Tired of being sick Senior Member

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    [​IMG]
  15. Sean

    Sean Senior Member

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    Keeping up with and smoothly assimilating the latest self-contradicting psycho-explanatory incantation is so confusing.

    Not to mention fatiguing.

    So much easier just to pick one at random, and stick to it, evidence be damned. There are only a limited number of them, and like flares and hula hoops eventually your choice will cycle back into favour, and for a while at least you can claim vindication. Again.
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  16. Tired of being sick

    Tired of being sick Senior Member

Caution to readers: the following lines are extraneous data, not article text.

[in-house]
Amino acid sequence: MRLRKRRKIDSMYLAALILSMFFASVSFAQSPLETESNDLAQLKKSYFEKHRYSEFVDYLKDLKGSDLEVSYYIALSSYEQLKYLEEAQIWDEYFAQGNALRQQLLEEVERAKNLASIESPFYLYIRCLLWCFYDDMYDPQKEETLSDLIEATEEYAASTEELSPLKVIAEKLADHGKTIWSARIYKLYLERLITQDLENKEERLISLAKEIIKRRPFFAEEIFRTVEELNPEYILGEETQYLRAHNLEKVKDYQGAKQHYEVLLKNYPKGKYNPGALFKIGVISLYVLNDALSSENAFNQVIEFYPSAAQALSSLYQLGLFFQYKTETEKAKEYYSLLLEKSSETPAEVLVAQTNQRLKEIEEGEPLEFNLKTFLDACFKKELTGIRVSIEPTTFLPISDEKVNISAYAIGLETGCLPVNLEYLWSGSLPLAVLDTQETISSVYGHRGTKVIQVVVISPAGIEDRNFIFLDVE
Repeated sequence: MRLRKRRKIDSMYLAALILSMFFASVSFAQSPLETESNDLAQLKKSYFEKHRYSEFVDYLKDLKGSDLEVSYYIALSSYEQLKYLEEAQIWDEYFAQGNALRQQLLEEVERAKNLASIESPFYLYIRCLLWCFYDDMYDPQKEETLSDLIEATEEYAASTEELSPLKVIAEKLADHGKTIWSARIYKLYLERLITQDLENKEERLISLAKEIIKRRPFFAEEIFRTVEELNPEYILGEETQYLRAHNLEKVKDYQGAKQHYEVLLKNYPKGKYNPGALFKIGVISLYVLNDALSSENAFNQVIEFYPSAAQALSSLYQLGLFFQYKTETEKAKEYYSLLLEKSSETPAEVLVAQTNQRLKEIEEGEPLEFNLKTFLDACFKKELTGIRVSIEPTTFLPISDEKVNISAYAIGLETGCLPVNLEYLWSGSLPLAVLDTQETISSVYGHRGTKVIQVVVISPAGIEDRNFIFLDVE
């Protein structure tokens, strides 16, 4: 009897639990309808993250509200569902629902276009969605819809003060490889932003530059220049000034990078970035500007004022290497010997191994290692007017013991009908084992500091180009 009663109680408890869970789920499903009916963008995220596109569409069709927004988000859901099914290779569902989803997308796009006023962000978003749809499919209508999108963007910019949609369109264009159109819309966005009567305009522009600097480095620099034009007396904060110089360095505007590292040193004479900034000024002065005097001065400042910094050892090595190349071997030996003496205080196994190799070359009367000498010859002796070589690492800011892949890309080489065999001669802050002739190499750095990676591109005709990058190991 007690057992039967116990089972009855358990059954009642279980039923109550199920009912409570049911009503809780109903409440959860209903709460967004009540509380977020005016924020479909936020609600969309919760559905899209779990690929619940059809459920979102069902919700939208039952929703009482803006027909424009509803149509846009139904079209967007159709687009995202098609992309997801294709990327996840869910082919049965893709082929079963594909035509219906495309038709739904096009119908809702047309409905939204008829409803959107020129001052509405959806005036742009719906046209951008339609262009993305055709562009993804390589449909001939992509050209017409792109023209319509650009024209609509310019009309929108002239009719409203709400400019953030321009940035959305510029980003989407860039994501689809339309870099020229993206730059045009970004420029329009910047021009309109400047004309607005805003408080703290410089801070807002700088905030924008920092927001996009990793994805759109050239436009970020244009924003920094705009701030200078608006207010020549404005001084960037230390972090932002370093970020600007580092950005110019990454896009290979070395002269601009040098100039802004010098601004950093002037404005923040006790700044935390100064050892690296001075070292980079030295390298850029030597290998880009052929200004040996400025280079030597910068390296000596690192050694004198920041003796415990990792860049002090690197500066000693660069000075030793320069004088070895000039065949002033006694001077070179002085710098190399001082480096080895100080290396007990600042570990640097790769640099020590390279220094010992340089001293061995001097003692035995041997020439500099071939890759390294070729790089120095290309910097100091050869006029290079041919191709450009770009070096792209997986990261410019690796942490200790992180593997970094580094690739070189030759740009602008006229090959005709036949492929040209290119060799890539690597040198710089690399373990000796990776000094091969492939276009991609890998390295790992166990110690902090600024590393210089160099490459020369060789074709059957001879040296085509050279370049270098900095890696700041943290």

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    Heart Rate is the weapon of choice in my arsenal..

    Throw a BPM reading of 166 after doing something as little as taking a shower, in his/her face..

    Then watch him/her scratch their head in disbelief......

    Only problem with this is, most of the time, this will be your last visit with him or her
    out of embarrassment or complexity, the Dr.will write you off....

    Dr.s do not like to think and it is only going to get worse....

    All you have to do is observe ANY very young Dr. in order to know
    how "puppetized" the CORPORATE Medicine/"Insurance industry" has become.....
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  17. biophile

    biophile Places I'd rather be.

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    The study by Viner & Hotopf (2004) reported that sedentary behaviour increased the risk and higher levels of physical activity decreased the risk. http://www.bmj.com/content/329/7472/941.full

    A later study by Harvey et al. (2008) including Hotopf found the opposite (see Table 4):
    http://www.cfids-cab.org/cfs-inform/Exercise/harvey.etal08.pdf